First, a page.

Wind Energy Generation Increases As Coal And Gas Decrease

April 1, 2014 by  
Filed under Green Energy News

Clean Power
uk clean domestic energy

Published on March 31st, 2014
by Joshua S Hill


New figured published by the UK Department of Energy and Climate Change (DECC) have shown that renewable energy is becoming more and more a player in the wider scope of national energy production, with wind energy generation up 40% and coal and gas production and generation both decreasing over the 2013 period when compared to 2012.

According to the DECC (PDF), coal production was 25% lower than in 2012, and generators’ demand was lower by 9%, while natural gas production was lower by 9%, its lowest level of production since 1984.

“At a time when we needed it most, wind delivered,” said RenewableUK’s Director of External Affairs Jennifer Webber, speaking about 2013′s fourth quarter. “Onshore wind generation was up 64% compared to the previous year, and wind as a whole delivered over 10% of the UK’s total power needs across the quarter, proving it’s a force to be reckoned with.

Webber refers to wind statistics which showed onshore wind generation up 64% compared to the same quarter in 2012, while offshore wind increased 42% in the same quarter. As a result, 2013′Q4 saw coal’s share of the electricity mix drop 7% and natural gas mirroring its yearly drop record.

“Wind energy’s generation was the equivalent of power for 7.86 million homes for the full quarter,” said Webber. “By developing our wind resource we ease our reliance on costly imported foreign fuels and reduce the amount of polluting CO2 in our atmosphere. In addition by using our natural resources we’re creating thousands of jobs, like the ones Siemens announced just this week.”

Siemens announced in conjunction with the UK’s Associated British Ports that they would be investing  £310m in UK wind turbine factories, creating 1,000 jobs across two locations — the Green Port project in Hull, and a second facility in Paull in East Yorkshire.

Print Friendly

Tags: , , , , , , , , , , , ,

About the Author

I’m a Christian, a nerd, a geek, a liberal left-winger, and believe that we’re pretty quickly directing planet-Earth into hell in a handbasket!

I work as Associate Editor for the Important Media Network and write for CleanTechnica and Planetsave. I also write for Fantasy Book Review (, Amazing Stories, the Stabley Times and Medium.
I love words with a passion, both creating them and reading them.

Related Posts

  • The 40% increase in UK wind generation in 2013 over 2012 came from only a 23% increase in capacity. Some of this no doubt reflects natural variation in wind speed. But you have to think that a gain so large also reflects an improvement in operations: better maintenance, retrofits, better short-term weather forecasting and control. That would be bankable for the future.

    The DECC PDF has a lengthy and well-timed technical appendix on the European gas market and its resiliency, for real wonks.

    • Better operations can not explain the difference imo. What you can win is a few percent perhaps. Modern, computer controlled turbines are very good already at catching the wind and have a 98% availability.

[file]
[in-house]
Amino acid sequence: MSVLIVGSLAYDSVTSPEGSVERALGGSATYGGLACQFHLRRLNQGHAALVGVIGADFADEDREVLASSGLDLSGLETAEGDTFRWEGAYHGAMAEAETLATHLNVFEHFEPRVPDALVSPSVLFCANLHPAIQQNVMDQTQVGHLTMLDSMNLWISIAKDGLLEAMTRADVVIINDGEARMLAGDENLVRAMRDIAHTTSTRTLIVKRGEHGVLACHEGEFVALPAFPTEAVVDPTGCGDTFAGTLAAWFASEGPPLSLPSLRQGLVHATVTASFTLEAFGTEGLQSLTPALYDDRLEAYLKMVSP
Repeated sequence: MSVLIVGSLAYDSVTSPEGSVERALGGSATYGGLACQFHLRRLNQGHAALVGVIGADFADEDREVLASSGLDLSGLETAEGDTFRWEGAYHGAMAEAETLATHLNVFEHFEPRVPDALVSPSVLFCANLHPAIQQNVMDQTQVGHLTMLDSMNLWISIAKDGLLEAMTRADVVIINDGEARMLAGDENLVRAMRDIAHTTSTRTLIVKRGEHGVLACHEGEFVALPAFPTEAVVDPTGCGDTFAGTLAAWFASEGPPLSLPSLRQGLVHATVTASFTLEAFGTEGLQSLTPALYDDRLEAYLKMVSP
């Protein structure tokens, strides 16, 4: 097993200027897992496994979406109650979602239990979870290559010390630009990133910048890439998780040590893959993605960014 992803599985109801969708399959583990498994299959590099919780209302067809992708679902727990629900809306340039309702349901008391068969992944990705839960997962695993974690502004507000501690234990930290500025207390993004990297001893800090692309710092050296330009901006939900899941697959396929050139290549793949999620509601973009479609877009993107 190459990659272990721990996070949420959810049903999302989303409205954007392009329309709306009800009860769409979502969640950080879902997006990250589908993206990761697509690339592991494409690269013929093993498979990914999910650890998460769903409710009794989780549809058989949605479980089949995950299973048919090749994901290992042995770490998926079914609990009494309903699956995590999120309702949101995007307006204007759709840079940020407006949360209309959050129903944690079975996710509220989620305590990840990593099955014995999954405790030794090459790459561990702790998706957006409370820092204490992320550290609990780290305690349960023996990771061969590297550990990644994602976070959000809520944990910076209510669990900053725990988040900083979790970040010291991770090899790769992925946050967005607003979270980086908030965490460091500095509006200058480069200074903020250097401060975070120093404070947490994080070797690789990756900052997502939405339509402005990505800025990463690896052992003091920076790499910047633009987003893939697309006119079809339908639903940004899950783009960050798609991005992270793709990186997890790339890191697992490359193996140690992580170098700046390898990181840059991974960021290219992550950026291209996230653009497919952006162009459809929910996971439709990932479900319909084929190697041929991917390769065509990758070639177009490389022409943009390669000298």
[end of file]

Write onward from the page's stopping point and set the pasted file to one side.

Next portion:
I think it is due to the weather. Remember this past winter in the UK: constant depressions and accompanying strong winds (and lots and lots and lots of rain).

  • in UK wind blows everywhere.
    Why not install a 200 or 300 percent Wind production in the UK.
    And export the electric energy.
    and make a lot of money.

    • Export where? To another country with over capacity?

      • To countries that have a lot of solar and not such great wind resources. Cheaper for them to purchase UK wind than to store their solar.

        To countries that have excellent hydro and pump-up potential. Let them run on UK wind and then sell their stuff when the wind is down.

        To countries that want cheap energy for large scale manufacturing. Recently an aluminum plant closed down in the Netherlands due to a lack of affordable electricity.

        • Lack of cheap electricity certainly could have been the reason Dutch shutdown, I don’t know any of the details, but there is an oversupply of aluminium in the world at the moment and an aluminium refinery is shutting down in Australia because of low aluminium prices despite the plant’s sweetheart deal for electricity making it extremely cheap by world standards. And it’s a good thing too that it’s shutting down as it was powered by the filthiest electricity in developed world. Those Victorians are dirty, dirty people… when it comes to generating electrity.

          • Aldel was getting squeezed by lowering aluminum prices. They tried to get access to cheaper German electricity but weren’t able to hook up. They closed.
            It’s kind of an important story because of the totally unsupported claims that industry is leaving Germany because of high electricity prices. Not a single company has been identified as a “flee-er”.

            One company has increased some production in the US due to lower NG prices, they use NG in their process.

          • Thanks for that link, Bob. Interesting thing is that with wholesale prices dropping in Australia thanks to renewable energy and improved efficiency, huge industrial users might actually be able to negotiate lower electricity prices despite households paying the nose and several other orifices for grid electricity. It kind of depends on how their subsidies with state own power companies are holding up. Australian aluminium smelters can be hugely subsidised. One smelter was receiving subsidies around something like $137,000 per worker. Now that’s a pricey work for the dole scheme.

  • Two more years like this and there will be a “good bye” to the Hickey Point C project.

Comments are closed.